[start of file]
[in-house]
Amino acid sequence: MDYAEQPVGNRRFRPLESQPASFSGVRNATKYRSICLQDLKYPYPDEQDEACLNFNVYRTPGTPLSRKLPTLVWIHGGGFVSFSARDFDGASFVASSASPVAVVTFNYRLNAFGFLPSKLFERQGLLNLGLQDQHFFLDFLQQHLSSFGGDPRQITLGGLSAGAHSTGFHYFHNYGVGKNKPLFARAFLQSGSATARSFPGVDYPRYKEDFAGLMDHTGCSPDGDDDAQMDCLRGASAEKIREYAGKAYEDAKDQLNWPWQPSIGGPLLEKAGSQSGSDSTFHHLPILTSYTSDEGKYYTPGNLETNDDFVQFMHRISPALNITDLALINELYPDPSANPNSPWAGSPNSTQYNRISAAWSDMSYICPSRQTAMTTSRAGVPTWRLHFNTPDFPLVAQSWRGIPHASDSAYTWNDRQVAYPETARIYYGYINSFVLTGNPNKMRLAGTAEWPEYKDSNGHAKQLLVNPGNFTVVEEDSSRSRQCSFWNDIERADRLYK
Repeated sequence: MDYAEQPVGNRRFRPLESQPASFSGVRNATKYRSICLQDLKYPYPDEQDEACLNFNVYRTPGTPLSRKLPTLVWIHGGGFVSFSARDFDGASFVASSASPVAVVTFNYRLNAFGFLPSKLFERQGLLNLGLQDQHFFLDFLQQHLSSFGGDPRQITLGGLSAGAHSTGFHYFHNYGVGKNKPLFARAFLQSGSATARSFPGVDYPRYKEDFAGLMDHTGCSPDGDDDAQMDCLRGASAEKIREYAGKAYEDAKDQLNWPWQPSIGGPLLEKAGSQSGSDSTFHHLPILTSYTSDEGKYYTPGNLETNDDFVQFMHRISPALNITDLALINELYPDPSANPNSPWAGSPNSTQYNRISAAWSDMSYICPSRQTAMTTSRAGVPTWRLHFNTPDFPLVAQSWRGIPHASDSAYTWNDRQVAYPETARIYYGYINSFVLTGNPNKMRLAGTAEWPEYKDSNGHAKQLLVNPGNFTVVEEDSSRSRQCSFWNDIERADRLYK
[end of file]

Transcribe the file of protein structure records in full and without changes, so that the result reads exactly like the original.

[in-house]
Amino acid sequence: MDYAEQPVGNRRFRPLESQPASFSGVRNATKYRSICLQDLKYPYPDEQDEACLNFNVYRTPGTPLSRKLPTLVWIHGGGFVSFSARDFDGASFVASSASPVAVVTFNYRLNAFGFLPSKLFERQGLLNLGLQDQHFFLDFLQQHLSSFGGDPRQITLGGLSAGAHSTGFHYFHNYGVGKNKPLFARAFLQSGSATARSFPGVDYPRYKEDFAGLMDHTGCSPDGDDDAQMDCLRGASAEKIREYAGKAYEDAKDQLNWPWQPSIGGPLLEKAGSQSGSDSTFHHLPILTSYTSDEGKYYTPGNLETNDDFVQFMHRISPALNITDLALINELYPDPSANPNSPWAGSPNSTQYNRISAAWSDMSYICPSRQTAMTTSRAGVPTWRLHFNTPDFPLVAQSWRGIPHASDSAYTWNDRQVAYPETARIYYGYINSFVLTGNPNKMRLAGTAEWPEYKDSNGHAKQLLVNPGNFTVVEEDSSRSRQCSFWNDIERADRLYK
Repeated sequence: MDYAEQPVGNRRFRPLESQPASFSGVRNATKYRSICLQDLKYPYPDEQDEACLNFNVYRTPGTPLSRKLPTLVWIHGGGFVSFSARDFDGASFVASSASPVAVVTFNYRLNAFGFLPSKLFERQGLLNLGLQDQHFFLDFLQQHLSSFGGDPRQITLGGLSAGAHSTGFHYFHNYGVGKNKPLFARAFLQSGSATARSFPGVDYPRYKEDFAGLMDHTGCSPDGDDDAQMDCLRGASAEKIREYAGKAYEDAKDQLNWPWQPSIGGPLLEKAGSQSGSDSTFHHLPILTSYTSDEGKYYTPGNLETNDDFVQFMHRISPALNITDLALINELYPDPSANPNSPWAGSPNSTQYNRISAAWSDMSYICPSRQTAMTTSRAGVPTWRLHFNTPDFPLVAQSWRGIPHASDSAYTWNDRQVAYPETARIYYGYINSFVLTGNPNKMRLAGTAEWPEYKDSNGHAKQLLVNPGNFTVVEEDSSRSRQCSFWNDIERADRLYK